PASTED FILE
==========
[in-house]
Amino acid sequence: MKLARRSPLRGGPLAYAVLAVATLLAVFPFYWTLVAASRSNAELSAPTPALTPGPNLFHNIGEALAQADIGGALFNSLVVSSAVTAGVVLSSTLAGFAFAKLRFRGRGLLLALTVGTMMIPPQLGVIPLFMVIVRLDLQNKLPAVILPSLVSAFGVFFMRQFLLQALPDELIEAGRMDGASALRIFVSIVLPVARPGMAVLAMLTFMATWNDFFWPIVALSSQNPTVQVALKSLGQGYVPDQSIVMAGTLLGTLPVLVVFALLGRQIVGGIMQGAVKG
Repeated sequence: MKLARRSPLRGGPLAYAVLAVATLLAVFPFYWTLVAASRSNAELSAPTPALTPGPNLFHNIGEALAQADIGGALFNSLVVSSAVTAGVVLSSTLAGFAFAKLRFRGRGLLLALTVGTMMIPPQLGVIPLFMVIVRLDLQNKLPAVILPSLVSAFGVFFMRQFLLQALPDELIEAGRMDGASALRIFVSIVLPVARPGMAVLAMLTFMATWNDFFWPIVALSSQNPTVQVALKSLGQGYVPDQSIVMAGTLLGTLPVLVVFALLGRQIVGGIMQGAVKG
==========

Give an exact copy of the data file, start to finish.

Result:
[in-house]
Amino acid sequence: MKLARRSPLRGGPLAYAVLAVATLLAVFPFYWTLVAASRSNAELSAPTPALTPGPNLFHNIGEALAQADIGGALFNSLVVSSAVTAGVVLSSTLAGFAFAKLRFRGRGLLLALTVGTMMIPPQLGVIPLFMVIVRLDLQNKLPAVILPSLVSAFGVFFMRQFLLQALPDELIEAGRMDGASALRIFVSIVLPVARPGMAVLAMLTFMATWNDFFWPIVALSSQNPTVQVALKSLGQGYVPDQSIVMAGTLLGTLPVLVVFALLGRQIVGGIMQGAVKG
Repeated sequence: MKLARRSPLRGGPLAYAVLAVATLLAVFPFYWTLVAASRSNAELSAPTPALTPGPNLFHNIGEALAQADIGGALFNSLVVSSAVTAGVVLSSTLAGFAFAKLRFRGRGLLLALTVGTMMIPPQLGVIPLFMVIVRLDLQNKLPAVILPSLVSAFGVFFMRQFLLQALPDELIEAGRMDGASALRIFVSIVLPVARPGMAVLAMLTFMATWNDFFWPIVALSSQNPTVQVALKSLGQGYVPDQSIVMAGTLLGTLPVLVVFALLGRQIVGGIMQGAVKG